While many festivals that bring readers and authors together strive for volume — a little something for everyone — the first Beverly Hills Literary Escape made a point of being intimate, an experience that's at the root of how book club readers experience books.
The event — which attracted a few hundred participants this weekend, mostly women — offered the chance for book club discussions with authors who generally appear at large literary festivals. Among those participating were Ethan Canin, Susan Straight and National Book Award winner Colum McCann, who accepted the inaugural Medici Book Prize on Sunday night before an audience of 250. Panels opened for audience participation and elegant lunches at venues such as Spago were accompanied by author discussions.
At the Peninsula Hotel, Dani Shapiro discussed her spiritual memoir, "Devotion," in a session that started with a meditation led by Sylvia Boorstein. It was capped at 32 participants.
On nearby Beverly Drive, Aimee Bender talked about her bestselling novel "The Particular Sadness of Lemon Cake" at Geary's, the luxury gift shop, over champagne and — what else? — lemon cake. "How fun and different and strange to sit at a fancy, antique-looking desk, amongst fancy, silver boxes," Bender said of the event that drew about 30 guests to the small venue.
Book clubs formed the constituency of the Literary Escape. While there are plenty of casual book clubs, formally led book clubs are popular in Los Angeles.
With her company Literary Affairs, Julie Robinson has been leading book clubs for more than a decade, mostly on L.A.'s Westside, mostly with women. Nationwide, Robinson says, 95% of book club members are women. She charges $300 per session; the fee is split among members of the group, which can be as small as two or as large as 20.
Robinson, who has led book-related excursions before, co-founded the Beverly Hills Literary Escape with Tyson Cornell, who started the Rare Bird Literary, an events company. Cornell brought the execution to the Literary Escape plan, which often involved events simultaneously at different venues, while Robinson brought the inspiration and the readers.
Almost everyone who bought a ticket had a connection to Robinson and her book clubs. Weekend passes were $395; individual events ran from $20 up to $125. Others paid even more, willingly.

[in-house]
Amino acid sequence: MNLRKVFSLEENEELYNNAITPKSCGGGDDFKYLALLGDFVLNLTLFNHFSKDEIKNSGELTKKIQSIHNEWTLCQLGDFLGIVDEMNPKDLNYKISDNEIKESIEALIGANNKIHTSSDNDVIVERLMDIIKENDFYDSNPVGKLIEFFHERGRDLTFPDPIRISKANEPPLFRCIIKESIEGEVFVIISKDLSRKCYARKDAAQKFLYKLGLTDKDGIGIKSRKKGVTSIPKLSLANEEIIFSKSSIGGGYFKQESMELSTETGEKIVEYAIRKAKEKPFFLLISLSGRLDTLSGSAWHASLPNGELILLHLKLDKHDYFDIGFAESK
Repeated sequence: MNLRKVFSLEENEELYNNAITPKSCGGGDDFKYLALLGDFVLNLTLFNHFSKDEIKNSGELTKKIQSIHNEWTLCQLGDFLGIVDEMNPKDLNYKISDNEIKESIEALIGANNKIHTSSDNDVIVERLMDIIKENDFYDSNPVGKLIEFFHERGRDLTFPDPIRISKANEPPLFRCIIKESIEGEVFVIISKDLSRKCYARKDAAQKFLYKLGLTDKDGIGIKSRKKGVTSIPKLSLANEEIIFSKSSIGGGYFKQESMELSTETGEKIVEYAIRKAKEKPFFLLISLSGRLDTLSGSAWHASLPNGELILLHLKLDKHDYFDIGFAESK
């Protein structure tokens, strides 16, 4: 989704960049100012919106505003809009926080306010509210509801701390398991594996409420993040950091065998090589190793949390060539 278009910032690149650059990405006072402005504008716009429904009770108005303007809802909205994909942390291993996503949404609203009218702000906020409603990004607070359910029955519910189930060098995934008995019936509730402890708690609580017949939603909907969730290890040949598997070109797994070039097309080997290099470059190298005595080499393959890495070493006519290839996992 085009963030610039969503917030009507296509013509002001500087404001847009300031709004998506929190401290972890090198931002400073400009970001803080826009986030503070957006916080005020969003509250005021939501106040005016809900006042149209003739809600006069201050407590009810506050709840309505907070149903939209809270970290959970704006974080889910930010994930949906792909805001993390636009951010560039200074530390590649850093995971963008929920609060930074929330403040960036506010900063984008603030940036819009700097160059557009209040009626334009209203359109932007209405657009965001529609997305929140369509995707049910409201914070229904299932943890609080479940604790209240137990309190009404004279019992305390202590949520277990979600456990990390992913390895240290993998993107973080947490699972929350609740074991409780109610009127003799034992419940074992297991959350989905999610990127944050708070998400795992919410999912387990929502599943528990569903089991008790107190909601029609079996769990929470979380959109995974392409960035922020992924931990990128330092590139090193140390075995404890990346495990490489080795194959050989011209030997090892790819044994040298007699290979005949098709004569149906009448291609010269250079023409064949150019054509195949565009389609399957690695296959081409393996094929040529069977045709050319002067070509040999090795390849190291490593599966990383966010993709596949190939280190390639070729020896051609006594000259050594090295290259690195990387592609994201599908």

Laura Strauss, who volunteers as a docent at LACMA, supported the event as a Medici sponsor; sponsorships started at $2,500. Sunday morning, she carried a green bag full of books.
"I came here to experience new books with the authors," she said. "When you talk to them, you can see why they wrote what they wrote." She had a long discussion with debut novelist Brando Skyhorse ("The Madonnas of Echo Park") and talked to Canin about new media. "They're just like I am," she said, surprised, comparing that realization to the experience of being a child and seeing a teacher at the grocery store — a sudden understanding of the humanity of someone you look up to. "We all bring our own background and experience," she said. "They just write it."
Like others supporters, Strauss would like to see the Literary Escape as an annual event. City planner Lili Bosse, a self-described "avid reader," helped pull all the pieces together. She arranged for 10% of the book sales to be donated to the Beverly Hills Public Library and facilitated arrangements with the city and local businesses, with the idea that in the future the weekend will be a destination event for readers from all over the country.
This year, most attendees were local. It's not clear whether next time around book club members who don't know Robinson personally will be compelled by the idea of traveling to give such an event a try. But what is clear is that despite the economic downturn, there are still women who can afford to spend a weekend spoiling themselves — and for some, that means curling up with a good book.